America's $29 billion specialty fabric business soon could lose jobs to companies in South Korea, an exec fears
Specialty fabrics serve an array of markets -- everything from awnings to auto airbags to protective gear for soldiers and firefighters.
Unlike apparel textiles, the U.S. specialty fabric business has continued to grow, but according to industry trade associations it may now be threatened by the new Korea-U.S. free trade agreement (KORUS).
The U.S. International Trade Commission, a bipartisan federal agency, estimates KORUS will lead to increased U.S. textile exports to South Korea. The Industrial Fabrics Association International (IFAI) takes a different view, noting that under the agreement recently approved by Congress, goods from South Korea would enjoy duty-free entry into the U.S., while U.S. exports to Korea would be subject to a 10 percent value added tax (VAT). The measure also would allow South Korea to raise its VAT rate above 10 percent.
Ruth Stephens, executive director of the U.S. Industrial Fabrics Institute (USIFI), says U.S. negotiators erred because KORUS places domestic companies at a competitive disadvantage. USIFI is part of IFAI , a Roseville-based trade group with more than 1,800 member companies.
Q: How big is the specialty fabric industry -- what are the sales trends?
A: The world market is estimated at $126 billion in 2011 -- $29 billion of that in the U.S. Sales growth in the U.S. is about 1.5 percent to 2 percent a year and there are about 250,000 workers. What everybody thinks about in the textile industry is apparel that has basically been moved offshore. The industrial and specialty side of the business in the U.S. hasn't had a lot of competition, until recently.
Some areas are seeing fast growth, for example, the base fabric used in road construction, erosion control, (and) spoil containment in landfills. The areas with the least growth are awnings and building products, like flat-roof membranes. There's now potential for growth is the safety market, like gear for firefighters. The only reason that has slowed was because cities have been dealing with budget cutbacks. But there are innovations left and right in this area, and cities want the products.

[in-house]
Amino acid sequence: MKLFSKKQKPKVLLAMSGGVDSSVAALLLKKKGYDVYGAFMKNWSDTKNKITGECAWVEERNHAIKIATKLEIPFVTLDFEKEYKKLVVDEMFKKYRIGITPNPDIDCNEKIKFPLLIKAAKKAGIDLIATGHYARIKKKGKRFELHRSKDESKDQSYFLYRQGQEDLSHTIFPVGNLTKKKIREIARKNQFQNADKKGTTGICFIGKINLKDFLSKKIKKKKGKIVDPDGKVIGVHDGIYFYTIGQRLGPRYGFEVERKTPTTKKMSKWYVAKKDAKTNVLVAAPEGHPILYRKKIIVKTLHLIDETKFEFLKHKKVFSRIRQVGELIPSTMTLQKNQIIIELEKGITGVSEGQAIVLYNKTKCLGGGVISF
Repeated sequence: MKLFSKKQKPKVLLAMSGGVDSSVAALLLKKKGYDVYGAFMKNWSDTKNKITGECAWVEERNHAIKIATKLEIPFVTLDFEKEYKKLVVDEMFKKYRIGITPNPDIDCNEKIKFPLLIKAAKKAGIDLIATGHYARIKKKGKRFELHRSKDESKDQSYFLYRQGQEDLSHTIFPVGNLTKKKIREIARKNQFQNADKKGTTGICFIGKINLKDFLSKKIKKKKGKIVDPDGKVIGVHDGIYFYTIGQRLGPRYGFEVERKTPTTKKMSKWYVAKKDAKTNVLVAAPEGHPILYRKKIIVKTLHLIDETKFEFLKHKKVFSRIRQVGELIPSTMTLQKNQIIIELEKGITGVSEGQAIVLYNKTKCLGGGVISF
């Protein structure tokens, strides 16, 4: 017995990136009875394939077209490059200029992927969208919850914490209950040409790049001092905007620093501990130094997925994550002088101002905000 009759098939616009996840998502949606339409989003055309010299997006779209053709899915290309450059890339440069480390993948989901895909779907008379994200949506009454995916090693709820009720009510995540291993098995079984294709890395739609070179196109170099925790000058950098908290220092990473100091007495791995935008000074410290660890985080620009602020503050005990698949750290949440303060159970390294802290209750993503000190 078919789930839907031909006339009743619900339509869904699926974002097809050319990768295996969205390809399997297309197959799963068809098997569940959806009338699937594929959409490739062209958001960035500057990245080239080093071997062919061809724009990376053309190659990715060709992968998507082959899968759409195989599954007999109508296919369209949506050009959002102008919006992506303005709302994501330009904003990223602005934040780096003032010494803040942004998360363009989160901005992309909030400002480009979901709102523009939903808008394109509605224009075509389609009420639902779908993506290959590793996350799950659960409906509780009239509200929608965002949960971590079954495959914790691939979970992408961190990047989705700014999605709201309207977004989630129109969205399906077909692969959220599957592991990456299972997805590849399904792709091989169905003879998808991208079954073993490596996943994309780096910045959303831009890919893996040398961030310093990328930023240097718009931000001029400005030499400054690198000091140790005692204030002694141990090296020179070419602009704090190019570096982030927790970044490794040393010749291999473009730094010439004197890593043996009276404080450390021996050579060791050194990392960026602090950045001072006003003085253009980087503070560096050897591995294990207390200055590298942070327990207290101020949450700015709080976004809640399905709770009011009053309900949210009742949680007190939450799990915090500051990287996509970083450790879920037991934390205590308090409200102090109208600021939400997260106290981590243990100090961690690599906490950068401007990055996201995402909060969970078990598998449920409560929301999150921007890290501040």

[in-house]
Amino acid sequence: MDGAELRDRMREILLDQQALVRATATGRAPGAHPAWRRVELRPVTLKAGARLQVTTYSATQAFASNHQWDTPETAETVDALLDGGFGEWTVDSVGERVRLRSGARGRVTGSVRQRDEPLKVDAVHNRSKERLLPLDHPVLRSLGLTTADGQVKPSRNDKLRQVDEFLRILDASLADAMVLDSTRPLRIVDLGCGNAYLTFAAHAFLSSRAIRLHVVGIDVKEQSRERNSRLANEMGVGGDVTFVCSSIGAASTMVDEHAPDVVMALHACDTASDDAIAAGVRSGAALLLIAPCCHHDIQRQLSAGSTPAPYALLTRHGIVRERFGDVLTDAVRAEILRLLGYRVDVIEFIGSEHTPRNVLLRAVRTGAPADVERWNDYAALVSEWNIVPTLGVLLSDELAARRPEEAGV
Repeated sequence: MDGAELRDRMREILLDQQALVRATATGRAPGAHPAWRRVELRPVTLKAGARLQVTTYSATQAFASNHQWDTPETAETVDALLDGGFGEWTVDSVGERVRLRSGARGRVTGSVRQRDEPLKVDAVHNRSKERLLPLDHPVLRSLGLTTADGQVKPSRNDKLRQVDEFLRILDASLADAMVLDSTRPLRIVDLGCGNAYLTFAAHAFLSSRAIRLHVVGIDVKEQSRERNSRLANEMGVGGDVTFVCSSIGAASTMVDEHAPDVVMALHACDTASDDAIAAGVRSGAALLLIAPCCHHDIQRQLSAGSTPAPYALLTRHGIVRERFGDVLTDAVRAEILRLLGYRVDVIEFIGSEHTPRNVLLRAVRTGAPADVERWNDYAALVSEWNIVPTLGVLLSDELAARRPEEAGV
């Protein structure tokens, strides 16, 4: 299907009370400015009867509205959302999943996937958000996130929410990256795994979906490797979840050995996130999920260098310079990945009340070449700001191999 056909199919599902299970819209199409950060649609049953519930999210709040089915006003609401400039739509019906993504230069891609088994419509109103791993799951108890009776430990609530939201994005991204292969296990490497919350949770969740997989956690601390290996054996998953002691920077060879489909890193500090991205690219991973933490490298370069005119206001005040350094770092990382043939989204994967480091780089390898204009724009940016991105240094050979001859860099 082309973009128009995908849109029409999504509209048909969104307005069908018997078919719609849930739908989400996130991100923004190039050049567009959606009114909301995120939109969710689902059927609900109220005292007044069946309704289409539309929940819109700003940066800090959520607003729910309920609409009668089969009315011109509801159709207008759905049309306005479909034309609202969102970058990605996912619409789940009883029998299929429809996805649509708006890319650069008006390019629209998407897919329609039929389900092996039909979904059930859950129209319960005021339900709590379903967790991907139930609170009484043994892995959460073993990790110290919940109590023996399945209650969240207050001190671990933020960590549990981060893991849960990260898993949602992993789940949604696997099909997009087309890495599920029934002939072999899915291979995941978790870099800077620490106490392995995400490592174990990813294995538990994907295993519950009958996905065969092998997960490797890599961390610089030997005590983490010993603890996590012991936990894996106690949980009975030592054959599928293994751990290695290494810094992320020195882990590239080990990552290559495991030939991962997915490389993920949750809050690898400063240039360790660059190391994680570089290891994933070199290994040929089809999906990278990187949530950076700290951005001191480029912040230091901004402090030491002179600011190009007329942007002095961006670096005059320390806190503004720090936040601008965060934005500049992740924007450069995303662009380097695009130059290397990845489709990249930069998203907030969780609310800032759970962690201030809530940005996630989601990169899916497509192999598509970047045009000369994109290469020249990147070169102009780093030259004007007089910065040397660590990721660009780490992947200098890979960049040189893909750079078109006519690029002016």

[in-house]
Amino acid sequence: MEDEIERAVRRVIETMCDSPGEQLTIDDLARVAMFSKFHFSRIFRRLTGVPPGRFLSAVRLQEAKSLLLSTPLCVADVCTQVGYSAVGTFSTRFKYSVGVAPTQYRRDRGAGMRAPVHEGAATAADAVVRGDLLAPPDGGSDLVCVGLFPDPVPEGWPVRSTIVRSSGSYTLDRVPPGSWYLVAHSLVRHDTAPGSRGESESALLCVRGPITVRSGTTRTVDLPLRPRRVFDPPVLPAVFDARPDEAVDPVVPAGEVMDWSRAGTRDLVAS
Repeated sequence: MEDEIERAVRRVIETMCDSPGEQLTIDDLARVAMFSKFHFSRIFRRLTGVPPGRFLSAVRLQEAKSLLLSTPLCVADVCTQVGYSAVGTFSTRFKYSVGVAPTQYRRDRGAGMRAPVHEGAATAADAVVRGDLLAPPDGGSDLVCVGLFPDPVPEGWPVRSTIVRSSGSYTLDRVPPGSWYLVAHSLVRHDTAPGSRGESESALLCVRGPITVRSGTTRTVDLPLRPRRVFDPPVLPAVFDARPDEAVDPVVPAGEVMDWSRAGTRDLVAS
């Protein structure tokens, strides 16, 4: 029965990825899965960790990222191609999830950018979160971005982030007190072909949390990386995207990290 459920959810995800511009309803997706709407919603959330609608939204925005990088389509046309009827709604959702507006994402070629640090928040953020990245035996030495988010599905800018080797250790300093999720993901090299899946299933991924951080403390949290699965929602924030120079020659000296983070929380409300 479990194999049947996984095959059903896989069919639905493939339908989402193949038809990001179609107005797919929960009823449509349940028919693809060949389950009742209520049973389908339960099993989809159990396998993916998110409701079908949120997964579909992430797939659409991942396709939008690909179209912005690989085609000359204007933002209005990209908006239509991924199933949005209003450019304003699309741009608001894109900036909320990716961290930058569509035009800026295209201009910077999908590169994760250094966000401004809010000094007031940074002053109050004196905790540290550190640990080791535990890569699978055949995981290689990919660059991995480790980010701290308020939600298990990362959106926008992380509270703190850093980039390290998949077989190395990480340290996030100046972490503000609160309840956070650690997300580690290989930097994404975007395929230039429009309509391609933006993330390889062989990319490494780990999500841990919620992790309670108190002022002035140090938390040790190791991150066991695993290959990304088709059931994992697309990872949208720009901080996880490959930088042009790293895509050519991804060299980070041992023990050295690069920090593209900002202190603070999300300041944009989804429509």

Q: What fueled growth of the U.S. industry?
A: We have a history of being the innovators. In global markets U.S. products are sought after because they are cutting-edge. We are getting competition from Europe on high-end products. The industry there gets a lot of government support.
We've also used this slow economic time to make our industry more productive. Companies have invested in automation. If you go into a mill, you'll find that the looms are threaded automatically and inspection is all done automatically by computer. Those things have helped us stay ahead of the game.
Q: Why is KORUS such bad news for your industry?
A: It's a lesson in how the U.S. has done free trade agreements since World War II. The U.S. was sort of the big brother helping other countries get back on their feet after the war. Almost every trade agreement we've done since then uses that philosophy. Unfortunately with South Korea, you're now dealing with a country that's a very sophisticated textile producer, one that is not in need of U.S. support. In 2010 we had a trade deficit of more than $700,000 with South Korea in textiles.
Q: If it's such a bad idea, why did Congress approve it?
A: Trade agreements aren't about trade. They're about politics and power struggles. Right next to South Korea is North Korea. I believe that had a big influence on the timing of the passage [because the U.S. wants to keep South Korea as an ally].
Another reason is that the portions of this agreement that deal with agriculture and the automotive products will result in job creation opportunities in the U.S. Washington is all about jobs right now. The government's analysis of the trade agreement found there should be export opportunities in agriculture and automotive sectors while several market segments could be hurt, including textiles.
Q: When does it go into effect and how long will it take to impact your industry?
A: The Korean government still has to pass it. After that, it would take four to six months to implement. We know that South Korea, with government support, has built up textile production capacity. We know there will be a flood in the U.S. market of some types of fabrics. Within a couple years the industry here could lose 5,000 to 7,000 jobs. As for the long term, we expect to see a lot of consolidation in our industry here. We'll find ways to lower our prices as much as we can. Companies here will need to find new products and new markets where there's not as much competition.